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Bluetooth and Medical Devices: Vital Signs Are Robust

April 10, 2002

3 Min Read
Bluetooth and Medical Devices: Vital Signs Are Robust

Originally Published MPMN April 2002

INDUSTRY NEWS

Bluetooth and Medical Devices: Vital Signs Are Robust

Norbert Sparrow

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The connectBlue serial port adapter with Bluetooth 1.1 wireless technology was used to demonstrate the transmission of electronic data from patient monitors at a recent conference.

Bluetooth wireless technology has experienced delays and sundry growing pains, but Code Blue Communications Inc. (Woodinville, WA; www.codebluecommunications.com) believes it showed the technology's potential for the device industry at the recent Bluetooth Developers Conference. During the December event in San Francisco, the firm demonstrated the wireless transmission of electronic data from patient monitors and a patient-worn device using a Bluetooth 1.1–approved interface.

Code Blue Communications' connectBlue serial port adapter, which incorporates Bluetooth 1.1 wireless technology, enabled the Welch Allyn Propaq CS portable monitor to transmit waveforms for a full set of patient parameters, including multiple ECG channels and respiration. Code Blue also demonstrated the wireless transmission of oxygen saturation, and pulsed and continuous waveform data from a wearable sensor developed by Nonin Medical to a stand-alone monitor. Both device OEMs are currently investigating the feasibility of integrating Bluetooth technology into their products.

"We are exploring the combination of our oximeter solution with Bluetooth technology to dramatically improve patient mobility and to simplify the monitoring of oxygen saturation," says Nonin Medical president and CEO Gary Tschautscher. "Bluetooth technology is a perfect fit and extension to our small, low-power pulse oximetry technology."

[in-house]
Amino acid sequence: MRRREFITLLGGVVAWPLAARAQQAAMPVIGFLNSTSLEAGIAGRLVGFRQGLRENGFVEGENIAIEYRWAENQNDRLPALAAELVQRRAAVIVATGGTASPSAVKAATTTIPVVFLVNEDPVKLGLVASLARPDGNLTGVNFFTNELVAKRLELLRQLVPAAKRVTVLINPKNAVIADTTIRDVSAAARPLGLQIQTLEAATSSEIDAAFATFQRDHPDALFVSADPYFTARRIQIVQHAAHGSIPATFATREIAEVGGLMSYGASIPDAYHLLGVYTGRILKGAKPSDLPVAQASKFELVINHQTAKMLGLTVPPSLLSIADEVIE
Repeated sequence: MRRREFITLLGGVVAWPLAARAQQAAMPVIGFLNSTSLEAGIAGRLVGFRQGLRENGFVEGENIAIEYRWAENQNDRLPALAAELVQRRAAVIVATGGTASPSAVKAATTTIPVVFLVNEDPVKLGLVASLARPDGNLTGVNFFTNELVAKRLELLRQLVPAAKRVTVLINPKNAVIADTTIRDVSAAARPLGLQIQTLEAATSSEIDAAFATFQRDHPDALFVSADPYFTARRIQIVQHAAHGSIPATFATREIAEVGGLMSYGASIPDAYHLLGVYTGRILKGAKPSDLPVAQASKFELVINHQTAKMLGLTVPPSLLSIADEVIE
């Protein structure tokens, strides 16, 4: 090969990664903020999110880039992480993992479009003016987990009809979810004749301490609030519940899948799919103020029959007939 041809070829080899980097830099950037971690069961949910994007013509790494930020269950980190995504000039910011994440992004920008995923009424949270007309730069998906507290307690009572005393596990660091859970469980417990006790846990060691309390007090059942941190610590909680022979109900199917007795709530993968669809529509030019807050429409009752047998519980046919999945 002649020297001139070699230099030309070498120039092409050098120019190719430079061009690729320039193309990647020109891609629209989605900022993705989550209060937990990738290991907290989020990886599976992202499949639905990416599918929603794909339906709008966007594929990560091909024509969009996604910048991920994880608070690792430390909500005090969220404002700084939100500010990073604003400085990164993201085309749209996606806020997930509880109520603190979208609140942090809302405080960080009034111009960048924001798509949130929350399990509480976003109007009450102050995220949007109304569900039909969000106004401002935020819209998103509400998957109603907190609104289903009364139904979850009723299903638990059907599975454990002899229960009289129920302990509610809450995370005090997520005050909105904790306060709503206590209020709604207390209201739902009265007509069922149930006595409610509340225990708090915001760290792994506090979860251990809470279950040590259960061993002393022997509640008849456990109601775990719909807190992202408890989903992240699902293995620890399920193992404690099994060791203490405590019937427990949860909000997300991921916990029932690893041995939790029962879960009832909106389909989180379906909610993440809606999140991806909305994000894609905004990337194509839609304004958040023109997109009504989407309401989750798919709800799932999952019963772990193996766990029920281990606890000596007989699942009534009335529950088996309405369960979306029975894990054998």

The serial port adapter technology has Bluetooth 1.1 and FCC approvals, notes Code Blue Communications president Bill Saltzstein. These approvals "pass through to device manufacturers, allowing them to focus their resources in other areas while incorporating this industry-standard wireless technology into their products," he adds. The devices demonstrated at the conference using Bluetooth wireless technology have not been approved by FDA.

While early hype regarding Bluetooth's performance and subsequent delivery delays bred skepticism in some quarters, stable products and components are now shipping, notes Saltzstein. Interoperability issues with pre-1.1 Bluetooth specifications caused problems for early devices from different manufacturers.

Saltzstein recognizes that these issues led to some negative press coverage and delays in program plans. But the 1.1 spec is solid, he adds, and products shipping with 1.1 approval "interoperate nicely. One minute, I use my iPAQ with an Anycom Bluetooth CF card to connect via GPRS using an Ericsson phone to a Web site," says Saltzstein, "and the next I connect to a prototype medical device with a connectBlue serial port adapter. Different manufacturers, several different profiles, and vastly different applications . . . and they all work easily together."

The product demonstrations at the developers conference, stresses Saltzstein, "demonstrate the capabilities of Bluetooth in the medical market and validate the concept of a patient area network."

Copyright ©2002 Medical Product Manufacturing News

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